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Play It Safe With Electrical Wires

Submitted by Roland Bates, President, National Property Inspections/Global Property Inspections

Bates_Electrical photoWhich wire in the photo can a homeowner touch? Let’s play it safe and say, ” “None.”

Over-fused, double tapped, open ground, reverse polarity, no GFCIs, fused neutrals, open splices, etc. There are so many potential safety issues they can’t all be addressed in a few short paragraphs. Adding to the confusion for most homeowners are black wires; white wires; red wires; green wires; copper wires; aluminum wires; and hot, neutral, traveler and ground wires. What does it all mean? I don’t know, but a scene from a movie just popped in my head: “The bells! The bells!

Assuming you are unfamiliar with wiring, I will first address wire color. Imagine the wall switch in your bedroom has not been turned off, the ceiling fan has been removed, and the wires have been pulled out and you can see and touch them. Keeping it simple, you will probably see a black wire, a white wire and a bare copper wire. Do not try this at home kids — I am a professional — if it’s wired correctly and I touched the bare copper wire, and the white wire, I would feel nothing. If I touched the black wire, I would get shocked. The black wire is the “hot,” the white wire is the “neutral” and the bare copper wire is the “ground.”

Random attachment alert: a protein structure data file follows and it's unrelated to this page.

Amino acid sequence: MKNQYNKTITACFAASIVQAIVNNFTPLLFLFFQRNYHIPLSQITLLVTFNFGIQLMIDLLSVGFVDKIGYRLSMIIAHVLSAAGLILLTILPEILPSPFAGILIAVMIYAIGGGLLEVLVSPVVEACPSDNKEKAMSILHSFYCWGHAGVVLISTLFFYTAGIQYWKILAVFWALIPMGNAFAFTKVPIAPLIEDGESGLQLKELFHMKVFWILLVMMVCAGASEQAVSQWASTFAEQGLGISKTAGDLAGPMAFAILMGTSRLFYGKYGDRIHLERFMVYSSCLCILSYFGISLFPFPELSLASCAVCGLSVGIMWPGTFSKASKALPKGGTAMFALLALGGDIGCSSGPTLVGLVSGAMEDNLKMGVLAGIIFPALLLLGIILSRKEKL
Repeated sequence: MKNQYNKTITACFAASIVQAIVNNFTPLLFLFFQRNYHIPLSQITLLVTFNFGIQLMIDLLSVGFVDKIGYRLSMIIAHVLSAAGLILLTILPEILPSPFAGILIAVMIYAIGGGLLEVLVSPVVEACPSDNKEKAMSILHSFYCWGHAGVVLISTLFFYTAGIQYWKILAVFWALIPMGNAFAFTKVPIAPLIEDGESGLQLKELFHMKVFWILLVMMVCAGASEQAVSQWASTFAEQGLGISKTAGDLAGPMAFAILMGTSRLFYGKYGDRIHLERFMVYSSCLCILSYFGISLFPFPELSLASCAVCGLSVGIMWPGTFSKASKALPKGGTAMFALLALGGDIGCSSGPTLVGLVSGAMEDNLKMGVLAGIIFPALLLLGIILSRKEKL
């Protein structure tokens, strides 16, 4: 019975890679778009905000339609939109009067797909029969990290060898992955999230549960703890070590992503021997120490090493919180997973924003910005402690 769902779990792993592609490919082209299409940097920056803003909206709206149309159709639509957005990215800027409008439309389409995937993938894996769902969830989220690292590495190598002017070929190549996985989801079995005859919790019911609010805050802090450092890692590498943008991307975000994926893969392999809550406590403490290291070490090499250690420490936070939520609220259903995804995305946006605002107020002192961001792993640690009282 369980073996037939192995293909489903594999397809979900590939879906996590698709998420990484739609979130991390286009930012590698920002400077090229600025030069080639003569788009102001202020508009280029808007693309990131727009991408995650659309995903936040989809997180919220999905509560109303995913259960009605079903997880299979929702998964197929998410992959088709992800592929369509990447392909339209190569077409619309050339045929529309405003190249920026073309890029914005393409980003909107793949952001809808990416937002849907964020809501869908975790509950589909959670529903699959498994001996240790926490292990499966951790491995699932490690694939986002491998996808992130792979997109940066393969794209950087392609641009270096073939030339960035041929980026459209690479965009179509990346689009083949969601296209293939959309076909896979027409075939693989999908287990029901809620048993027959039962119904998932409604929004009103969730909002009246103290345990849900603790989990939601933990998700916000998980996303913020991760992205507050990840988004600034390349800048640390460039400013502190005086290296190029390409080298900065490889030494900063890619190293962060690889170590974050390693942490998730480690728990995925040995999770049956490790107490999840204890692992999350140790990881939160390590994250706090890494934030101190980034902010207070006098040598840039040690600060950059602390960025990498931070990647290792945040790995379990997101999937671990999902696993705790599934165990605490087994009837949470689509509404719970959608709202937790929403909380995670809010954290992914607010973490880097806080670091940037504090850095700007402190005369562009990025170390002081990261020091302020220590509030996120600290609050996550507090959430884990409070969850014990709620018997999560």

A wire does not know or care what color it is. If the black wire and the white wires were reversed in the electrical panel, and I touched the white wire, I would get shocked. Color coding makes it much easier to affect proper connections. Electrically speaking, the biggest mess I ever saw was here in Omaha: Every single wire in the panel was white — the hots, neutrals and ground wires were all white. Who knows why this happened, but it would make it very, very difficult to affect proper connections.

As a homeowner, and unless you are very familiar with electrical, don’t take anything for granted. You can get shocked or create faulty wiring in your home. Leave wiring to electricians or highly skilled handymen. It is just not worth the risk.

And speaking of risk, I will close with a quick word about electrical safety and complacency. Old-time electricians didn’t have the circuit testers and voltage sensors that we have today. To test a light socket they might stick their finger in the socket. Did they get shocked? You bet. Did most electricians from the 1950s have curly hair? You bet. Some electricians from that time played with their personal safety. Never do that at home.

I have done enough wiring to be too comfortable. When I replaced the ceiling fan in my son’s room, I simply turned off the wall switch. I was too lazy (complacent) to go to the basement and flip the breaker. It was one-in-a-million chance, but at the precise moment that I was twisting the hot wires together, my son walked into the room and instinctively turned on the wall switch. It knocked me off the ladder. His was 10 years old then. He’s grown now and we haven’t spoken since — but that probably would have happened anyway, right?

When it comes to home ownership and electrical wiring, take nothing for granted and never become complacent.